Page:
Happy endings cannot be all that happy if some hurdles were not faced and anxieties not caused in the plot. A few days to go before Sridevi ends her four week course with a test and earn a certificate, her husband and kids surprise her by landing up earlier than she was told. Also, the date of her niece‘s wedding coincides with day of the test. These are the parts which lead to a pleasantly satisfactory ending to the story.


This is one of those films where, though the film revolves heavily around one character, the casting and performances of other characters have to be convincing and that has been achieved by the first time director, Shinde. She has done a competent job as the writer as well as the director of English Vinglish. Songs are situational and have been used very well with one Marathi wedding song included for good measure because the farther one goes away from native land, the more the urge to retain what one grew up with.


An absence of 14 years from films has not rusted Sridevi‘s acting abilities and she carries the film on her shoulders with no glamour, song and dance or romance coming to her aid. However, she has an able supporting cast in Hussain Mehdi Nebbou, Sujata Kumar, Priya Anand as well as Shivansh and Kotia besides a nice cameo by Bachchan.


English Vinglish, as was expected, has not opened to encouraging houses and may only end up with acclaim sans rewards. Making it in a vernacular would have made better business sense.


KLPD Kismet Love Paisa Dilli: Crass and un-watchable







The title of the film, KLPD Kismet Love Paisa Dilli, aptly serves as a forewarning about the merits of the film as well as what is in store for the viewer. The maker of KLPD, Sanjay Khanduri, who earlier made Ek Chalis Ki Last Local, claims that the film‘s title has been inspired by Manoj Kumar‘s 1974 film Roti Kapada Aur Makaan which is an insult to the great filmmaker Manoj Kumar to say the least. Even Mohan Choti‘s production, Dhoti Lota Chowpaty, can be termed a classic compared to KLPD.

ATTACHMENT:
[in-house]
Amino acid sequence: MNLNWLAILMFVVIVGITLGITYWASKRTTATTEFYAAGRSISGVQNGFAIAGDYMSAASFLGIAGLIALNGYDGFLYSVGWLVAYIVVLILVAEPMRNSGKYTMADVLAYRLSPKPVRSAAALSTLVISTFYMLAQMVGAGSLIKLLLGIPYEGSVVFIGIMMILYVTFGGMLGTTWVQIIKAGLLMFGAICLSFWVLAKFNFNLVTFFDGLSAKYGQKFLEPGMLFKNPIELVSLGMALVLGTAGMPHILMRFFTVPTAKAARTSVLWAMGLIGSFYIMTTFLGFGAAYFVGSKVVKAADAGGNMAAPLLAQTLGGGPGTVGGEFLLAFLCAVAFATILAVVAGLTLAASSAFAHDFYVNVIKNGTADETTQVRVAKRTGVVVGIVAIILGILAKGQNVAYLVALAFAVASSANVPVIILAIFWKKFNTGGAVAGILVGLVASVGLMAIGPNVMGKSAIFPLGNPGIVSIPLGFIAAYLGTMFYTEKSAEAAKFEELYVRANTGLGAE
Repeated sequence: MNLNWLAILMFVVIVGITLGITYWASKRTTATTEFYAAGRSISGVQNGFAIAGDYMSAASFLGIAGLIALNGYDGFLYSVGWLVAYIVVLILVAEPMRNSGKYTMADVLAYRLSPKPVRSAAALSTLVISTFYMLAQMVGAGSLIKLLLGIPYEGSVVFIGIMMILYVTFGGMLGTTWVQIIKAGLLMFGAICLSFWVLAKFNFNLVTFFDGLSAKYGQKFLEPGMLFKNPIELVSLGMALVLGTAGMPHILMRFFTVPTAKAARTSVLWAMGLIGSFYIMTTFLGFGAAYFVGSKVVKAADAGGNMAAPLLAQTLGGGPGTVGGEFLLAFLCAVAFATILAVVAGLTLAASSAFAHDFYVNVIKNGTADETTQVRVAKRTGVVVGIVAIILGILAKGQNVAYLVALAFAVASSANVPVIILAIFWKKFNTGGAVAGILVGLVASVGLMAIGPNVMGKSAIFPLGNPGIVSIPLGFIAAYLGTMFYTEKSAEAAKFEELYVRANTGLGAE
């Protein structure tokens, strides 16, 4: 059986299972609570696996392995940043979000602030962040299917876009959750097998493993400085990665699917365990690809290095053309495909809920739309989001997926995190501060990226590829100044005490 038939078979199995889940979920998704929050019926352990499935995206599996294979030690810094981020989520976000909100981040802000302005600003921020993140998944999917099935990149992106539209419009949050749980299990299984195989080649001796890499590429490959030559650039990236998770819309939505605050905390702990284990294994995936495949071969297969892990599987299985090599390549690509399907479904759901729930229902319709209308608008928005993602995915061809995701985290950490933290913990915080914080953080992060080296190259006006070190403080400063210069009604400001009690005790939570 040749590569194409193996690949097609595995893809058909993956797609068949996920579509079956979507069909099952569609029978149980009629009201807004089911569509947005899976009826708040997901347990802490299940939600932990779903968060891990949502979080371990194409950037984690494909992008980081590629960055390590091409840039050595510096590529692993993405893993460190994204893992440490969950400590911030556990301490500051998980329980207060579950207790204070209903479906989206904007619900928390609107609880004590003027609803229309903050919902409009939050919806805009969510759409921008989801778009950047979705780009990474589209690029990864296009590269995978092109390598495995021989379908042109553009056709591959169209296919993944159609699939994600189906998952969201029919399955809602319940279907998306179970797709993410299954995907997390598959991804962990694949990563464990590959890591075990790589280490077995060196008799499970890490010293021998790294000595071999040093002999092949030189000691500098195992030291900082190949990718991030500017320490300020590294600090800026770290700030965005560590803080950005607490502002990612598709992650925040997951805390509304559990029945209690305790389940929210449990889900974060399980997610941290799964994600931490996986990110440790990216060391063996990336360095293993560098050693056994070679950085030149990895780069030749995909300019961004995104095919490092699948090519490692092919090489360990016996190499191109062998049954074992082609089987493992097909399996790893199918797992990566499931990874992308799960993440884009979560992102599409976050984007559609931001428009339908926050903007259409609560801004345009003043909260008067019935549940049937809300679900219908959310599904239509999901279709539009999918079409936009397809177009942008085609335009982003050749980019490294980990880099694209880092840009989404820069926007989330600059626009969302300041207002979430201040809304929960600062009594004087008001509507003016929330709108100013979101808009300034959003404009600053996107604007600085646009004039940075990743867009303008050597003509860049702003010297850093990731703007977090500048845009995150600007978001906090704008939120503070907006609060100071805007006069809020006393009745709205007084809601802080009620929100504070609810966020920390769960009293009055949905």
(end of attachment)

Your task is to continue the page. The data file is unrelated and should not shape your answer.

The basic plot in KLPD remains the same as the director‘s earlier film, Ek Chalis Ki Last Local in that Vivek Oberoi, a Delhi lad, boards the last Metro and tries to project himself as a true blue Delhi boy by trying to flirt with the women in his compartment. What follows after that is a banal chain of events lacking imagination about anything but vulgarity. The film is replete with double meaning dialogue in which finding the clean meaning would be difficult; the idea is to be unabashedly filthy.


The writer knows no subtlety or, may be, they did not plan to be subtle as everything in the film revolves around sex of all kind till it becomes repulsive.


No self-respecting artistes would have done this film nor could the best available talent have saved it and, hence, no miracle expected from Vivek Oberoi.


There is nothing to say about the box office potential of KLPD since the film does not have any.